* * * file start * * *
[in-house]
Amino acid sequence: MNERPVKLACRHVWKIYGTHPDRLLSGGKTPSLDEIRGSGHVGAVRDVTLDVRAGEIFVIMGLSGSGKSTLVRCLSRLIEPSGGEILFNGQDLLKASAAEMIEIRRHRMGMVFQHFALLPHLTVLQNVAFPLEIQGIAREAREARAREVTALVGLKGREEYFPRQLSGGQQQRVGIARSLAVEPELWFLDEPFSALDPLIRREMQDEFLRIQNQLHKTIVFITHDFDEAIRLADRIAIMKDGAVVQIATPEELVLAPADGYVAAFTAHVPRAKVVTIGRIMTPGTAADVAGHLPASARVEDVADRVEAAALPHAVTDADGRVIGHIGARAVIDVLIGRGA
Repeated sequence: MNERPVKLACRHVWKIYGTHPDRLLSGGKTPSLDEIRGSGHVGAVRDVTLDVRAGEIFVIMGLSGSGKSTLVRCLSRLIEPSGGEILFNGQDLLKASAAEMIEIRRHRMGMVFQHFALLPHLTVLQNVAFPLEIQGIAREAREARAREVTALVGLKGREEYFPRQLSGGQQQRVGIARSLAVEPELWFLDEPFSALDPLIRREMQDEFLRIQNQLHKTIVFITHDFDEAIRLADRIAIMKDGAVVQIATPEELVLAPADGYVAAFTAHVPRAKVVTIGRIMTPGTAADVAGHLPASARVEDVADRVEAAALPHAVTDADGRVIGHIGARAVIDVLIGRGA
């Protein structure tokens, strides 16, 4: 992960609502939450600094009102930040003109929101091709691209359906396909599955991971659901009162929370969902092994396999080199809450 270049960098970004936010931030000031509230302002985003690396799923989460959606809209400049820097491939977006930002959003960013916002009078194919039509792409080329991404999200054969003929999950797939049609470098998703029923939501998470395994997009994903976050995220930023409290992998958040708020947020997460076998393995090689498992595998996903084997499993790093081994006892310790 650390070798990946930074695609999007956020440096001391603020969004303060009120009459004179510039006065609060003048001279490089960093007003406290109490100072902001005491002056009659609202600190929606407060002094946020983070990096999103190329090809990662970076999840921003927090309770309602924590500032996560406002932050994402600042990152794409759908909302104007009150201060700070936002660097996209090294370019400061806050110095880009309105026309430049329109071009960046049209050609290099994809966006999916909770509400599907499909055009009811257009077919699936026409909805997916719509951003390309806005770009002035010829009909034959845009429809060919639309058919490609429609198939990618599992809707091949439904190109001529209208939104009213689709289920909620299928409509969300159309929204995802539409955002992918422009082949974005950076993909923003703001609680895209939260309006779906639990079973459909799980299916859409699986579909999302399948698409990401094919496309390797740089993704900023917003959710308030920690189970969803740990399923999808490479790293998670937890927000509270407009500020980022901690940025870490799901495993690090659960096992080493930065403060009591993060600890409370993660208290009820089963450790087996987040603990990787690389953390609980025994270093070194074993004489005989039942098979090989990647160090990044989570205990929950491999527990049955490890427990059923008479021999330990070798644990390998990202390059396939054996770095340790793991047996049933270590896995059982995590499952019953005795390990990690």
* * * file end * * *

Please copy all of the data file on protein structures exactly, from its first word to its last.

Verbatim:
[in-house]
Amino acid sequence: MNERPVKLACRHVWKIYGTHPDRLLSGGKTPSLDEIRGSGHVGAVRDVTLDVRAGEIFVIMGLSGSGKSTLVRCLSRLIEPSGGEILFNGQDLLKASAAEMIEIRRHRMGMVFQHFALLPHLTVLQNVAFPLEIQGIAREAREARAREVTALVGLKGREEYFPRQLSGGQQQRVGIARSLAVEPELWFLDEPFSALDPLIRREMQDEFLRIQNQLHKTIVFITHDFDEAIRLADRIAIMKDGAVVQIATPEELVLAPADGYVAAFTAHVPRAKVVTIGRIMTPGTAADVAGHLPASARVEDVADRVEAAALPHAVTDADGRVIGHIGARAVIDVLIGRGA
Repeated sequence: MNERPVKLACRHVWKIYGTHPDRLLSGGKTPSLDEIRGSGHVGAVRDVTLDVRAGEIFVIMGLSGSGKSTLVRCLSRLIEPSGGEILFNGQDLLKASAAEMIEIRRHRMGMVFQHFALLPHLTVLQNVAFPLEIQGIAREAREARAREVTALVGLKGREEYFPRQLSGGQQQRVGIARSLAVEPELWFLDEPFSALDPLIRREMQDEFLRIQNQLHKTIVFITHDFDEAIRLADRIAIMKDGAVVQIATPEELVLAPADGYVAAFTAHVPRAKVVTIGRIMTPGTAADVAGHLPASARVEDVADRVEAAALPHAVTDADGRVIGHIGARAVIDVLIGRGA
């Protein structure tokens, strides 16, 4: 992960609502939450600094009102930040003109929101091709691209359906396909599955991971659901009162929370969902092994396999080199809450 270049960098970004936010931030000031509230302002985003690396799923989460959606809209400049820097491939977006930002959003960013916002009078194919039509792409080329991404999200054969003929999950797939049609470098998703029923939501998470395994997009994903976050995220930023409290992998958040708020947020997460076998393995090689498992595998996903084997499993790093081994006892310790 650390070798990946930074695609999007956020440096001391603020969004303060009120009459004179510039006065609060003048001279490089960093007003406290109490100072902001005491002056009659609202600190929606407060002094946020983070990096999103190329090809990662970076999840921003927090309770309602924590500032996560406002932050994402600042990152794409759908909302104007009150201060700070936002660097996209090294370019400061806050110095880009309105026309430049329109071009960046049209050609290099994809966006999916909770509400599907499909055009009811257009077919699936026409909805997916719509951003390309806005770009002035010829009909034959845009429809060919639309058919490609429609198939990618599992809707091949439904190109001529209208939104009213689709289920909620299928409509969300159309929204995802539409955002992918422009082949974005950076993909923003703001609680895209939260309006779906639990079973459909799980299916859409699986579909999302399948698409990401094919496309390797740089993704900023917003959710308030920690189970969803740990399923999808490479790293998670937890927000509270407009500020980022901690940025870490799901495993690090659960096992080493930065403060009591993060600890409370993660208290009820089963450790087996987040603990990787690389953390609980025994270093070194074993004489005989039942098979090989990647160090990044989570205990929950491999527990049955490890427990059923008479021999330990070798644990390998990202390059396939054996770095340790793991047996049933270590896995059982995590499952019953005795390990990690």